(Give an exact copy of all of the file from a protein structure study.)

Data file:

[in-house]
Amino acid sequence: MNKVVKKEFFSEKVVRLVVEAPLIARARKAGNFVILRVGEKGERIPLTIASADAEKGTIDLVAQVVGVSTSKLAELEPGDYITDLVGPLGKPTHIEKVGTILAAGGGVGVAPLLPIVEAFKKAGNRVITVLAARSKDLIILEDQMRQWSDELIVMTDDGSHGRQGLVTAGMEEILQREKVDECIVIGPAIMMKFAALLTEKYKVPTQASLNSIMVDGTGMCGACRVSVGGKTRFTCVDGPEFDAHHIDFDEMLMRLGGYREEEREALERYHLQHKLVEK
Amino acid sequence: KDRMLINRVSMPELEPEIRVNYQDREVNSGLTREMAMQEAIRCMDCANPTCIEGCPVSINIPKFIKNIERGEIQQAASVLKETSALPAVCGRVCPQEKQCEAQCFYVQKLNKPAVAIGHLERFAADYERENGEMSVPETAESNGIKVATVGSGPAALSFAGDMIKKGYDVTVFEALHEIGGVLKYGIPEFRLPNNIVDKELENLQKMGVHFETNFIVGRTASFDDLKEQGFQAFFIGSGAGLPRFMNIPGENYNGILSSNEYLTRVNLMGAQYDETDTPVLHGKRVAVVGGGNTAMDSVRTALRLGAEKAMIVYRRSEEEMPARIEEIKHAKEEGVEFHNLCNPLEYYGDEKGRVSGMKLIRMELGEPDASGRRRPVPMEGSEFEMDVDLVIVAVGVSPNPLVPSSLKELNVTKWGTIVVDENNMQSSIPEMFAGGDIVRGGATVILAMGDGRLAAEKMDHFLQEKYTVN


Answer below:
[in-house]
Amino acid sequence: MNKVVKKEFFSEKVVRLVVEAPLIARARKAGNFVILRVGEKGERIPLTIASADAEKGTIDLVAQVVGVSTSKLAELEPGDYITDLVGPLGKPTHIEKVGTILAAGGGVGVAPLLPIVEAFKKAGNRVITVLAARSKDLIILEDQMRQWSDELIVMTDDGSHGRQGLVTAGMEEILQREKVDECIVIGPAIMMKFAALLTEKYKVPTQASLNSIMVDGTGMCGACRVSVGGKTRFTCVDGPEFDAHHIDFDEMLMRLGGYREEEREALERYHLQHKLVEK
Amino acid sequence: KDRMLINRVSMPELEPEIRVNYQDREVNSGLTREMAMQEAIRCMDCANPTCIEGCPVSINIPKFIKNIERGEIQQAASVLKETSALPAVCGRVCPQEKQCEAQCFYVQKLNKPAVAIGHLERFAADYERENGEMSVPETAESNGIKVATVGSGPAALSFAGDMIKKGYDVTVFEALHEIGGVLKYGIPEFRLPNNIVDKELENLQKMGVHFETNFIVGRTASFDDLKEQGFQAFFIGSGAGLPRFMNIPGENYNGILSSNEYLTRVNLMGAQYDETDTPVLHGKRVAVVGGGNTAMDSVRTALRLGAEKAMIVYRRSEEEMPARIEEIKHAKEEGVEFHNLCNPLEYYGDEKGRVSGMKLIRMELGEPDASGRRRPVPMEGSEFEMDVDLVIVAVGVSPNPLVPSSLKELNVTKWGTIVVDENNMQSSIPEMFAGGDIVRGGATVILAMGDGRLAAEKMDHFLQEKYTVN